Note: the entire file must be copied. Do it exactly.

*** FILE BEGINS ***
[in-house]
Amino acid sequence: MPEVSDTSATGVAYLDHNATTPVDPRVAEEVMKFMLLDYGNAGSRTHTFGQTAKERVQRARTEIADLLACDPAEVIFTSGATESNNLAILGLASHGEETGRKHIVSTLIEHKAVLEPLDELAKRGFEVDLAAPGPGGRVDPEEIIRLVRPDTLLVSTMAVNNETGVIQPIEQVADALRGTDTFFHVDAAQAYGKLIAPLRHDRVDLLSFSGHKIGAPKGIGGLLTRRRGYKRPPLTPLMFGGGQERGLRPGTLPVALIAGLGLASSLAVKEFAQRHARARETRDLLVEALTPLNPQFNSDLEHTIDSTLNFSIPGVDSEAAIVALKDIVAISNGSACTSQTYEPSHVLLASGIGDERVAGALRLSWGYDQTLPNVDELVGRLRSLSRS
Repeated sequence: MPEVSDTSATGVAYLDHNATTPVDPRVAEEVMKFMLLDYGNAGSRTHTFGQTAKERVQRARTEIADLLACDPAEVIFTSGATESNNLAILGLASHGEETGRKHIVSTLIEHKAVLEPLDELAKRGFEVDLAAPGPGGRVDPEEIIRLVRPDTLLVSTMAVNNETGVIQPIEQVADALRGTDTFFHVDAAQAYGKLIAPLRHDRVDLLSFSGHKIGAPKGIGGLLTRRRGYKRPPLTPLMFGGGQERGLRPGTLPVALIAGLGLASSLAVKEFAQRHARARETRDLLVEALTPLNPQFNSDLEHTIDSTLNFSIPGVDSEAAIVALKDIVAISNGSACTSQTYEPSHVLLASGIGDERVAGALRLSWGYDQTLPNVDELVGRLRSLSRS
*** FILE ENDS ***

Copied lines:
[in-house]
Amino acid sequence: MPEVSDTSATGVAYLDHNATTPVDPRVAEEVMKFMLLDYGNAGSRTHTFGQTAKERVQRARTEIADLLACDPAEVIFTSGATESNNLAILGLASHGEETGRKHIVSTLIEHKAVLEPLDELAKRGFEVDLAAPGPGGRVDPEEIIRLVRPDTLLVSTMAVNNETGVIQPIEQVADALRGTDTFFHVDAAQAYGKLIAPLRHDRVDLLSFSGHKIGAPKGIGGLLTRRRGYKRPPLTPLMFGGGQERGLRPGTLPVALIAGLGLASSLAVKEFAQRHARARETRDLLVEALTPLNPQFNSDLEHTIDSTLNFSIPGVDSEAAIVALKDIVAISNGSACTSQTYEPSHVLLASGIGDERVAGALRLSWGYDQTLPNVDELVGRLRSLSRS
Repeated sequence: MPEVSDTSATGVAYLDHNATTPVDPRVAEEVMKFMLLDYGNAGSRTHTFGQTAKERVQRARTEIADLLACDPAEVIFTSGATESNNLAILGLASHGEETGRKHIVSTLIEHKAVLEPLDELAKRGFEVDLAAPGPGGRVDPEEIIRLVRPDTLLVSTMAVNNETGVIQPIEQVADALRGTDTFFHVDAAQAYGKLIAPLRHDRVDLLSFSGHKIGAPKGIGGLLTRRRGYKRPPLTPLMFGGGQERGLRPGTLPVALIAGLGLASSLAVKEFAQRHARARETRDLLVEALTPLNPQFNSDLEHTIDSTLNFSIPGVDSEAAIVALKDIVAISNGSACTSQTYEPSHVLLASGIGDERVAGALRLSWGYDQTLPNVDELVGRLRSLSRS